>>I said a while ago that 2002 was going to be an exciting year!
Some of my WebMasterWorld buddies seem to be excited over this news. Me, I think it's merely interesting. To be exciting, it would have to make me wanna slap my mama. :)
With pure Google results under "Matching sites", or tainted with undisclosed paid listings like aol is doing right now?
On Google it definately helps to "optimize" a site but IMHO, the optimization that needs to be done is not jut for the engine. It's done for the people who search and those that use the site.
Write your site copy in the language of your target audience and in addition to improving targeted rankings, once people get to your site they will have a much easier time finding whatever it is they are looking for.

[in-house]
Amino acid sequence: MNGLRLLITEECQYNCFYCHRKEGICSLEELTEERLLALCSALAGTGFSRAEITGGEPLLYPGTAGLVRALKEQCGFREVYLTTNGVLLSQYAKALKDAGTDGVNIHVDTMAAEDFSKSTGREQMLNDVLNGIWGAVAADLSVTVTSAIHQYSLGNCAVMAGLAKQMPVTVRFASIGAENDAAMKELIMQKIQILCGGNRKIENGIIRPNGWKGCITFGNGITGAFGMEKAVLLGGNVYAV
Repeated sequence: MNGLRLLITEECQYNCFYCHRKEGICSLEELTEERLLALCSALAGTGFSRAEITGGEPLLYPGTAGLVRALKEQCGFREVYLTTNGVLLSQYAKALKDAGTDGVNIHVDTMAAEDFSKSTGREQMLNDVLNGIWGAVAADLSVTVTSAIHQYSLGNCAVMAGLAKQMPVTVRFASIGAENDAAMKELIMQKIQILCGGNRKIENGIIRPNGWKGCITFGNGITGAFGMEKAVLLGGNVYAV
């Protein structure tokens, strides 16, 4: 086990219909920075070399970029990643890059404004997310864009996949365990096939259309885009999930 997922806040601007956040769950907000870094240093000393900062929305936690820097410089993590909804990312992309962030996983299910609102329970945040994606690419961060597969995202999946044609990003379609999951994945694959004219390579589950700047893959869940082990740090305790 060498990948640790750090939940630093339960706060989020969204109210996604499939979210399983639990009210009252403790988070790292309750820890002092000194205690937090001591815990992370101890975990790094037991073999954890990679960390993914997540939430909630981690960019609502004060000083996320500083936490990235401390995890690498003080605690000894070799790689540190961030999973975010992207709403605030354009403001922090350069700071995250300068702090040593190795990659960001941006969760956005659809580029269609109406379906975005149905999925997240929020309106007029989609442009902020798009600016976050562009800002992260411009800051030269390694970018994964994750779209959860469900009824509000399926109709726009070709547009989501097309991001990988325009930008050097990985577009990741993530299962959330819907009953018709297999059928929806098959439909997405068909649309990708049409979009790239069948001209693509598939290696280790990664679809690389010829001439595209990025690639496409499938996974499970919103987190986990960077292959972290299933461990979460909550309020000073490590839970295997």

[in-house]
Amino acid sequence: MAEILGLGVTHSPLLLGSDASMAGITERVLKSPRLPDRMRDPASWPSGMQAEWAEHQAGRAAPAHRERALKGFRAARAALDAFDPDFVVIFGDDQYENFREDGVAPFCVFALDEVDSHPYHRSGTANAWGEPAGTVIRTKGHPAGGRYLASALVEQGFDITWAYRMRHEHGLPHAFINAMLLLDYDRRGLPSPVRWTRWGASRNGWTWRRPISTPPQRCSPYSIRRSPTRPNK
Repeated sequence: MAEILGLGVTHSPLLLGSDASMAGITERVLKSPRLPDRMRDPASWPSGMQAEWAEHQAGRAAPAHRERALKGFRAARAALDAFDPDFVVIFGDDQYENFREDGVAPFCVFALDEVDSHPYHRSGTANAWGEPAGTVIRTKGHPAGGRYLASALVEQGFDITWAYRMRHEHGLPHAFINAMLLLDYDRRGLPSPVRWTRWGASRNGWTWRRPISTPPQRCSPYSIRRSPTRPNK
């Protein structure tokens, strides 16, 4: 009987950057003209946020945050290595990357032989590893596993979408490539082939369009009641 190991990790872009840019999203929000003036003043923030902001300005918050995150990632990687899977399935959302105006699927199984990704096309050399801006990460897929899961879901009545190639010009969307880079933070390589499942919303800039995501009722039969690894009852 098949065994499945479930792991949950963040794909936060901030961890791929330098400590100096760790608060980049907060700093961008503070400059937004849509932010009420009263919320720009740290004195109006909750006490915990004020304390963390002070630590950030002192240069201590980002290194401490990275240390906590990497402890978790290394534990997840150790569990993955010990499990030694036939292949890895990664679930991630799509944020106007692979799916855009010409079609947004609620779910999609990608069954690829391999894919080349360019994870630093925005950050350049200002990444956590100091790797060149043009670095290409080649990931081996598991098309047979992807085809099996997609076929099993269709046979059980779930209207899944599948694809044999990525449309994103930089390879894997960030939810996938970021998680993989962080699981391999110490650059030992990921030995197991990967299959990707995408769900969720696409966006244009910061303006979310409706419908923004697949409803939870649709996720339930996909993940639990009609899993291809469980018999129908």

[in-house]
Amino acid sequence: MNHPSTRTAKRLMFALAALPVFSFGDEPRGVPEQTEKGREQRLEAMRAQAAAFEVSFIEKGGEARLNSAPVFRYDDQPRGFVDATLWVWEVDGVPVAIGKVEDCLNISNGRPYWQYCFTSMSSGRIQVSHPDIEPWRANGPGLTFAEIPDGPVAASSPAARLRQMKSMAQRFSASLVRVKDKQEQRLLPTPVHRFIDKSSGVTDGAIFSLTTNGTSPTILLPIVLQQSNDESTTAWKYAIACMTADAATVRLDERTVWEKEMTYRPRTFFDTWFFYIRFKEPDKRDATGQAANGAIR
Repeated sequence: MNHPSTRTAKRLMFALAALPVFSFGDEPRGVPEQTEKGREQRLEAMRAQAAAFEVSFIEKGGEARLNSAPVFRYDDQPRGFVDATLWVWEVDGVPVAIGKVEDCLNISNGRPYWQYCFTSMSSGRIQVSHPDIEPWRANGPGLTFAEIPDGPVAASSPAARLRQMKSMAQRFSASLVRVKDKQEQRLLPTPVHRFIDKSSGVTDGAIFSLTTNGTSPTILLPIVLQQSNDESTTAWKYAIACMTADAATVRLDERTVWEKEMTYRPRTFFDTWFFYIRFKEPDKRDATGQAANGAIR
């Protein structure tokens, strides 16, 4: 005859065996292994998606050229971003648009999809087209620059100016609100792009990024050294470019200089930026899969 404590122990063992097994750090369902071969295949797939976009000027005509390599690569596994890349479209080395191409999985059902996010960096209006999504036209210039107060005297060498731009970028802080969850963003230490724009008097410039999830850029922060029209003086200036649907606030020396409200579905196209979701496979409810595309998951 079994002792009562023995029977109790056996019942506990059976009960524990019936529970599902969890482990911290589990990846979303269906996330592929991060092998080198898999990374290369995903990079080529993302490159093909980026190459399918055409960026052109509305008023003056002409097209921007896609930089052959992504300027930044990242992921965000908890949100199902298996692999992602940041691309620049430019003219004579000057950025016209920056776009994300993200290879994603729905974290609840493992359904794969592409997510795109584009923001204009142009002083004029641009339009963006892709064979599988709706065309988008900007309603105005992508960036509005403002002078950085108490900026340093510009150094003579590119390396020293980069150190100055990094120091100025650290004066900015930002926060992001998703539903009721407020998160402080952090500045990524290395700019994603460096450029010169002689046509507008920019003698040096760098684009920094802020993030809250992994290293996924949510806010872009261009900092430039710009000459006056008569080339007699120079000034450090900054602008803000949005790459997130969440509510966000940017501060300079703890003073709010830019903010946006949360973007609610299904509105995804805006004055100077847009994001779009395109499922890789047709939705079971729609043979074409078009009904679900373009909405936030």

Provide contextual links in the right context and make a site easier and more intuitive to navigate and as an aside it might help your rankings.
Google is designed to benefit sites that are created around the way people think. To create a site with the target audience in mind from the start isn't SEO, its common sense. If its necessary to resort to spam techniques the site probably needs a re-design with the help of a common sense consultant.
Google helps break through the marketing verbiage so prevalent in the off-line world. You can find what you look for on (in) your terms. Of course there are always exceptions, most most of the time it just works.
>>Google is designed to benefit sites that are created around the way people think. To create a site with the target audience in mind from the start isn't SEO, its common sense. If its necessary to resort to spam techniques the site probably needs a re-design with the help of a common sense consultant.